But even Kizilhan acknowledges the program is only a partial measure, with so many others still needing help.
“We are talking about general trauma, we are talking about collective trauma and we are talking about genocide,” said Kizilhan, 50, who is also a university professor and Mideast expert. “That’s the reason we have to help if we can — it’s our human duty to help them.”
That desire gave rise to the current project, establishing the new Institute of Psychotherapy and Psychotraumatology at Dohuk University in cooperation with Germany’s University of Tuebingen. It’s a relative bargain at 2.5 million euros, with around 1.5 million from Baden Wuerttemberg’s regular budget to get it started and the remaining funds still being sourced.
The idea is to train 30 new professionals over three years and to extend the program to other regional universities, so that after 10 years there could be more than 1,000 psychotherapists in the region.
The students will receive a double masters degree in psychotherapy and psychotraumatology to German standards, and training from both local and German professors. After some initial training, students will start working with patients in clinics and camps to garner practical experience — and provide some immediate help.
“They will be working in a practical position under supervision and this will be very helpful,” said Nezar Taib, Dohuk province’s director of general health. “During their practice they can also treat, and this will give the opportunity for more people to have access to psychotherapy and counseling.”
The first class is made up of 17 women and 13 men, Muslims, Christians and Yazidis, with backgrounds in psychology, nursing, social work and teaching.
Among those chosen, Naji Haji, himself a Yazidi who escaped from Sinjar, has an undergraduate degree in psychology and has already been working in refugee camps for an NGO. He hopes the program will give him the additional skills to help in complicated cases.
“We are seeing many people that were exposed to incidents of trauma — PTSD, depression and anxiety cases,” the 39-year-old said.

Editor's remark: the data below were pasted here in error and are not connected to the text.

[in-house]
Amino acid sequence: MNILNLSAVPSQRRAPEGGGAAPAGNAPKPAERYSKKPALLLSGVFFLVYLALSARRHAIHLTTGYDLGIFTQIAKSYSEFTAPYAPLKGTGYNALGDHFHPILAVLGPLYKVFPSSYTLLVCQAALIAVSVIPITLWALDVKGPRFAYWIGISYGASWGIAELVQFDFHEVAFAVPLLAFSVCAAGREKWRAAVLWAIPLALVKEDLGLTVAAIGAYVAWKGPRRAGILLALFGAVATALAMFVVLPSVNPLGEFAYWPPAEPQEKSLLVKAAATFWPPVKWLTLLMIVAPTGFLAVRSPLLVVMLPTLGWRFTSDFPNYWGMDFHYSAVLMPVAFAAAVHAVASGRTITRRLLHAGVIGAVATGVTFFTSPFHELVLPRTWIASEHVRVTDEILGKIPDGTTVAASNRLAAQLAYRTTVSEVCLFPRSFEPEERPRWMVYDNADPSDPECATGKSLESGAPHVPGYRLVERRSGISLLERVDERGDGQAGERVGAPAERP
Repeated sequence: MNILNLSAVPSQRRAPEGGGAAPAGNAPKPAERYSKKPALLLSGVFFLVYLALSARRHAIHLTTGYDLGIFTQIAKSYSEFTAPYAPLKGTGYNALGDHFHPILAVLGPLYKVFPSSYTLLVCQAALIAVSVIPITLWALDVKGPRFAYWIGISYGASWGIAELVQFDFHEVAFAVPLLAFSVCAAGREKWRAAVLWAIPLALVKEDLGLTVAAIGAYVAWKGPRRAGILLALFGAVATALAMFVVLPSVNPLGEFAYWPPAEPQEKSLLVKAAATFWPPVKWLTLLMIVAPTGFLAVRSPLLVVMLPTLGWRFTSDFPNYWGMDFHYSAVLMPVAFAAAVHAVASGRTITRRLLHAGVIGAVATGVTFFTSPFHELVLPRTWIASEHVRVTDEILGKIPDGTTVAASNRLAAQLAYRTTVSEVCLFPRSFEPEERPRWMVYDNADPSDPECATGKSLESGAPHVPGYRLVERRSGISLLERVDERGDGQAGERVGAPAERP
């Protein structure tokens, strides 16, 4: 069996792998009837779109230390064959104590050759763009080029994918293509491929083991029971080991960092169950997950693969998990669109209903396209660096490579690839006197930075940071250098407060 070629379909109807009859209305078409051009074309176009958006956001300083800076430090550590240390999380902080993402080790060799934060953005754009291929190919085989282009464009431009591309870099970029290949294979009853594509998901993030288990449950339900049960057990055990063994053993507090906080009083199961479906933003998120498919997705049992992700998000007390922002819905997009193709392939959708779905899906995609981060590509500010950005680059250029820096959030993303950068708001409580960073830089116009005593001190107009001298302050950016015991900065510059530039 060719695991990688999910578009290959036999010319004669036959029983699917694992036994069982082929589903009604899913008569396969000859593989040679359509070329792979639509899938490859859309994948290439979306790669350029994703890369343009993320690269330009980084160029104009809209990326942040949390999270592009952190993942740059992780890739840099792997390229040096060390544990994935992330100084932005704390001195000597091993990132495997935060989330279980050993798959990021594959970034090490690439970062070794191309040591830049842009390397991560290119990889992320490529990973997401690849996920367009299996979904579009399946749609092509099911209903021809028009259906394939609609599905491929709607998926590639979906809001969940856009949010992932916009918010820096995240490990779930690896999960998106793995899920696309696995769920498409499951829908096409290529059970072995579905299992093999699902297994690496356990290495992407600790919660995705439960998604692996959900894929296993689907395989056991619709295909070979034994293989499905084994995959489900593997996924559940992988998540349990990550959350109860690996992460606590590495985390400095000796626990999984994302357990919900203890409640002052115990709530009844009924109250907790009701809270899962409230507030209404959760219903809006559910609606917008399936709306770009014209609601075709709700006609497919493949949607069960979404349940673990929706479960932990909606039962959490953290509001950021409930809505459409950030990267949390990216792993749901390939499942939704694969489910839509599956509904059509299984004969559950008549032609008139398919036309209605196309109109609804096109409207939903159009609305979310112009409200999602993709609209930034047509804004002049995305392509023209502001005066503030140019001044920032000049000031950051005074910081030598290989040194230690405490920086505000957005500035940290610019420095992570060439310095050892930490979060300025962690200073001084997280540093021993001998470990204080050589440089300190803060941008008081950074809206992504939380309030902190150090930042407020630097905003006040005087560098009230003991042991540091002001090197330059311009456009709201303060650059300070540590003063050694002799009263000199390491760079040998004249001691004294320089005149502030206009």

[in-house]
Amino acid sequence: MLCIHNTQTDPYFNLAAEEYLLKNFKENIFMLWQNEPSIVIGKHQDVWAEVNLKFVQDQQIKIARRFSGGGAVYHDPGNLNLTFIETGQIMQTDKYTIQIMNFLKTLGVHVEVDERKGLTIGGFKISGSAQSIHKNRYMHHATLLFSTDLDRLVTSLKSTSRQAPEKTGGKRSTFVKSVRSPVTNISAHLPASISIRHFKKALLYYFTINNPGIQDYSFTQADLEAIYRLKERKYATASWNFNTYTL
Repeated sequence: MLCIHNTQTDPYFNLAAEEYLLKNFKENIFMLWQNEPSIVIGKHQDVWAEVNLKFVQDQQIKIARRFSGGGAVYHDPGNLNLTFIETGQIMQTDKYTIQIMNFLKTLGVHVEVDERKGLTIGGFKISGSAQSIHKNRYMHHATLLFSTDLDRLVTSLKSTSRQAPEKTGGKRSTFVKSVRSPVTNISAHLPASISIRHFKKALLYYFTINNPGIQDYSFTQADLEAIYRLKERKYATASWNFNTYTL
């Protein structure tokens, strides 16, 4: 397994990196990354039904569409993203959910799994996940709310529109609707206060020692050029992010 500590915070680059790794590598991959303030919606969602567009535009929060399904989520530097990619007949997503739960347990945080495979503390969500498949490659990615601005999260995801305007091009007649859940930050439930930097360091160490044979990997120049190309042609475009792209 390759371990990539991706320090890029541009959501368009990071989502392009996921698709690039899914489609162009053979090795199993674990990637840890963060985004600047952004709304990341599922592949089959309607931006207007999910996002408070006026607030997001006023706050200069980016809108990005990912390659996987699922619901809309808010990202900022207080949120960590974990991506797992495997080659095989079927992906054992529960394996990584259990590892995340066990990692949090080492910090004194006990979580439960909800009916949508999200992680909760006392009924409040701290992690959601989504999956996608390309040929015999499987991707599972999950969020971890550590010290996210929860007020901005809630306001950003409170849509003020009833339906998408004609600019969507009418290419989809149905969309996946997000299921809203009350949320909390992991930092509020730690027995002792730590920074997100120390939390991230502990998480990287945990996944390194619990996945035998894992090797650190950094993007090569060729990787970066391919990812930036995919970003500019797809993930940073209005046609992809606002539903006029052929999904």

Galavej Jaafar Mohemmad, a Kurdish native of Dohuk, also has psychological training but wants more.
“Iraq has moved from one war to another war, but this time is the worst that has ever happened to humans — that’s why I want to help,” the 45-year-old said. “Even for the women who have come back from Daesh, Daesh has taken their kids, their husbands — they’re free but they don’t feel free.”
There are some two dozen camps for internally displaced people in the Dohuk area.
Like the others, the Mamrashan IDP camp is crowded, with 5,353 people, primarily Yazidis, sharing 1,139 container homes. There’s space for at least another 800 homes, but no money yet to build them.
Kizilhan strolls slowly along the main dirt road, followed by a gaggle of young children calling out “Allmania, Allmania” — “Germany, Germany” — and flashing the peace sign. He and colleague Sebastian Wolf, a psychologist affiliated with the University of Tuebingen, duck inside one container and sit down cross-legged with three young boys.
Kizilhan translates as the oldest boy, Adham, tells how he and his family escaped the Islamic State in November, but his fear remains.
“They beheaded someone in front of me in the market in Tal Afar,” said the 14-year-old. “I passed out in fear.”
Soon his mother arrives with two other women, then two men, then another, and soon the small room is packed. In all, 18 members of the family escaped while their Islamic State captors were busy fighting, led on a desperate five-hour trek to Kurdish Peshmerga lines by Bashar, the boys’ 23-year-old cousin.
“We had to take the chance,” Bashar told the doctors. “It was either get killed, or be free.”
The boys’ two sisters are now living in Germany as part of Kizilhan’s program; Bashar told the doctors he also looks forward to receiving treatment himself.
“When you escape Daesh you haven’t really escaped — you look around and think that they’re still there,” he said. “They beheaded people, they threw people from grain silos — what we didn’t see with our own eyes they showed us on video to make us scared.”
After he leaves, Kizilhan makes a call to see if he can get Bashar some immediate help. If not, he said, three students from the new program could be working in the camp as soon as May.
“He’s totally traumatized,” Kizilhan said. “He can’t sleep, he’s in constant fear and has panic attacks — he needs urgent help, but he’s a real hero; he ensured that his family escaped.”
One major obstacle facing the doctors initially was getting people to open up. Even though women taken by Islamic State were forced into sexual slavery, their plight was initially perceived as an affront to their honor.